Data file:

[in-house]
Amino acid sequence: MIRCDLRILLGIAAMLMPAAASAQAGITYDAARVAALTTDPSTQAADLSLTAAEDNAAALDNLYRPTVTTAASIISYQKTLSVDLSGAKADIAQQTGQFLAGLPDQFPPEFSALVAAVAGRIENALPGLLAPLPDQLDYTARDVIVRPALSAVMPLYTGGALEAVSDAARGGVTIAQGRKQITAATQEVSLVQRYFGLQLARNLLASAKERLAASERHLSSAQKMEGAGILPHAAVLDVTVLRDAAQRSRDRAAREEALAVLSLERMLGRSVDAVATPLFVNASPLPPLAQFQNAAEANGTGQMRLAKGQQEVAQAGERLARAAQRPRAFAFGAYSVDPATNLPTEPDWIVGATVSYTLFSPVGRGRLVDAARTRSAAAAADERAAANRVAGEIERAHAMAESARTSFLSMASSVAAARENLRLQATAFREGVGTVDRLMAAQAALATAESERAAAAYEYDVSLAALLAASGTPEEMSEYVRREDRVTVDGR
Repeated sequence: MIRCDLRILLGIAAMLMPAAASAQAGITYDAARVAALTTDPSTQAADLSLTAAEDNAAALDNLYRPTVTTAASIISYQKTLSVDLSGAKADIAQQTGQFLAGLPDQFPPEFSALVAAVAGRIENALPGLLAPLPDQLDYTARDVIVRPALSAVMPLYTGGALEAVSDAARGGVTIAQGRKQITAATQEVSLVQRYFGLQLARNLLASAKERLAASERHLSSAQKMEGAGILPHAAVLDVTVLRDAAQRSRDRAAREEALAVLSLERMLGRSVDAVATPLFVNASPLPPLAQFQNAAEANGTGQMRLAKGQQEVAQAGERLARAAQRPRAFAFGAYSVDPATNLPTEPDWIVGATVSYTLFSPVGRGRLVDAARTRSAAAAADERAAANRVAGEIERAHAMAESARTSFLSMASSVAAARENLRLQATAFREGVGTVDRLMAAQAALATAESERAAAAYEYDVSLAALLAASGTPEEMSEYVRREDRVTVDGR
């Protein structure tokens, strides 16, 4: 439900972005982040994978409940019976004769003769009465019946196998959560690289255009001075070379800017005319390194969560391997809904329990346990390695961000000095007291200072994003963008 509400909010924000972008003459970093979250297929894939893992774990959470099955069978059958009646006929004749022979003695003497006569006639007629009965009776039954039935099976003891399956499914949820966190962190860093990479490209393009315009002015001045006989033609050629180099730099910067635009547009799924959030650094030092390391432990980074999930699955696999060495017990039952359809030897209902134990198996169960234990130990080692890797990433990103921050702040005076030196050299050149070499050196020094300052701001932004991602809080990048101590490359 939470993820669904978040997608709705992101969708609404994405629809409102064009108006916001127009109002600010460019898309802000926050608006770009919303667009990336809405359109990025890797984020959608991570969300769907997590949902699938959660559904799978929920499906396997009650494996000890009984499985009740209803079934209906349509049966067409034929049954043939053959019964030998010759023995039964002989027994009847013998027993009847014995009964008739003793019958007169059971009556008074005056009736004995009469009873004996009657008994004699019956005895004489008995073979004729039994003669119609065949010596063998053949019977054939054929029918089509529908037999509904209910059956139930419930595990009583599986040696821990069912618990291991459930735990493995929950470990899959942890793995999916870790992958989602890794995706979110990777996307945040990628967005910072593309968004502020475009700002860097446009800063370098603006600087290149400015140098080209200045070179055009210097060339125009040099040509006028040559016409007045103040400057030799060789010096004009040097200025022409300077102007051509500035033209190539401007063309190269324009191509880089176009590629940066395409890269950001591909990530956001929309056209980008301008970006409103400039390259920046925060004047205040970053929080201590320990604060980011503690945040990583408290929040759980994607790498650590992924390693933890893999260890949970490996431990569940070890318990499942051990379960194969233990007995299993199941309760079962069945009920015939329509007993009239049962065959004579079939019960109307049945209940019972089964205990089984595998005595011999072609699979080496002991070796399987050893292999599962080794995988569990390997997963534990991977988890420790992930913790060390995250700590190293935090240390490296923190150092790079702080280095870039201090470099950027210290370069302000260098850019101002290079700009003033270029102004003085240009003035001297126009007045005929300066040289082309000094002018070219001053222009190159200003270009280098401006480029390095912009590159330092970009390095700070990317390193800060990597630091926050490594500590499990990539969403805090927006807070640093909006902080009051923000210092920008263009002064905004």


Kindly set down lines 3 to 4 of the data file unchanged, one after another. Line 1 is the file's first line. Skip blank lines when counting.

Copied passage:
Repeated sequence: MIRCDLRILLGIAAMLMPAAASAQAGITYDAARVAALTTDPSTQAADLSLTAAEDNAAALDNLYRPTVTTAASIISYQKTLSVDLSGAKADIAQQTGQFLAGLPDQFPPEFSALVAAVAGRIENALPGLLAPLPDQLDYTARDVIVRPALSAVMPLYTGGALEAVSDAARGGVTIAQGRKQITAATQEVSLVQRYFGLQLARNLLASAKERLAASERHLSSAQKMEGAGILPHAAVLDVTVLRDAAQRSRDRAAREEALAVLSLERMLGRSVDAVATPLFVNASPLPPLAQFQNAAEANGTGQMRLAKGQQEVAQAGERLARAAQRPRAFAFGAYSVDPATNLPTEPDWIVGATVSYTLFSPVGRGRLVDAARTRSAAAAADERAAANRVAGEIERAHAMAESARTSFLSMASSVAAARENLRLQATAFREGVGTVDRLMAAQAALATAESERAAAAYEYDVSLAALLAASGTPEEMSEYVRREDRVTVDGR
């Protein structure tokens, strides 16, 4: 439900972005982040994978409940019976004769003769009465019946196998959560690289255009001075070379800017005319390194969560391997809904329990346990390695961000000095007291200072994003963008 509400909010924000972008003459970093979250297929894939893992774990959470099955069978059958009646006929004749022979003695003497006569006639007629009965009776039954039935099976003891399956499914949820966190962190860093990479490209393009315009002015001045006989033609050629180099730099910067635009547009799924959030650094030092390391432990980074999930699955696999060495017990039952359809030897209902134990198996169960234990130990080692890797990433990103921050702040005076030196050299050149070499050196020094300052701001932004991602809080990048101590490359 939470993820669904978040997608709705992101969708609404994405629809409102064009108006916001127009109002600010460019898309802000926050608006770009919303667009990336809405359109990025890797984020959608991570969300769907997590949902699938959660559904799978929920499906396997009650494996000890009984499985009740209803079934209906349509049966067409034929049954043939053959019964030998010759023995039964002989027994009847013998027993009847014995009964008739003793019958007169059971009556008074005056009736004995009469009873004996009657008994004699019956005895004489008995073979004729039994003669119609065949010596063998053949019977054939054929029918089509529908037999509904209910059956139930419930595990009583599986040696821990069912618990291991459930735990493995929950470990899959942890793995999916870790992958989602890794995706979110990777996307945040990628967005910072593309968004502020475009700002860097446009800063370098603006600087290149400015140098080209200045070179055009210097060339125009040099040509006028040559016409007045103040400057030799060789010096004009040097200025022409300077102007051509500035033209190539401007063309190269324009191509880089176009590629940066395409890269950001591909990530956001929309056209980008301008970006409103400039390259920046925060004047205040970053929080201590320990604060980011503690945040990583408290929040759980994607790498650590992924390693933890893999260890949970490996431990569940070890318990499942051990379960194969233990007995299993199941309760079962069945009920015939329509007993009239049962065959004579079939019960109307049945209940019972089964205990089984595998005595011999072609699979080496002991070796399987050893292999599962080794995988569990390997997963534990991977988890420790992930913790060390995250700590190293935090240390490296923190150092790079702080280095870039201090470099950027210290370069302000260098850019101002290079700009003033270029102004003085240009003035001297126009007045005929300066040289082309000094002018070219001053222009190159200003270009280098401006480029390095912009590159330092970009390095700070990317390193800060990597630091926050490594500590499990990539969403805090927006807070640093909006902080009051923000210092920008263009002064905004």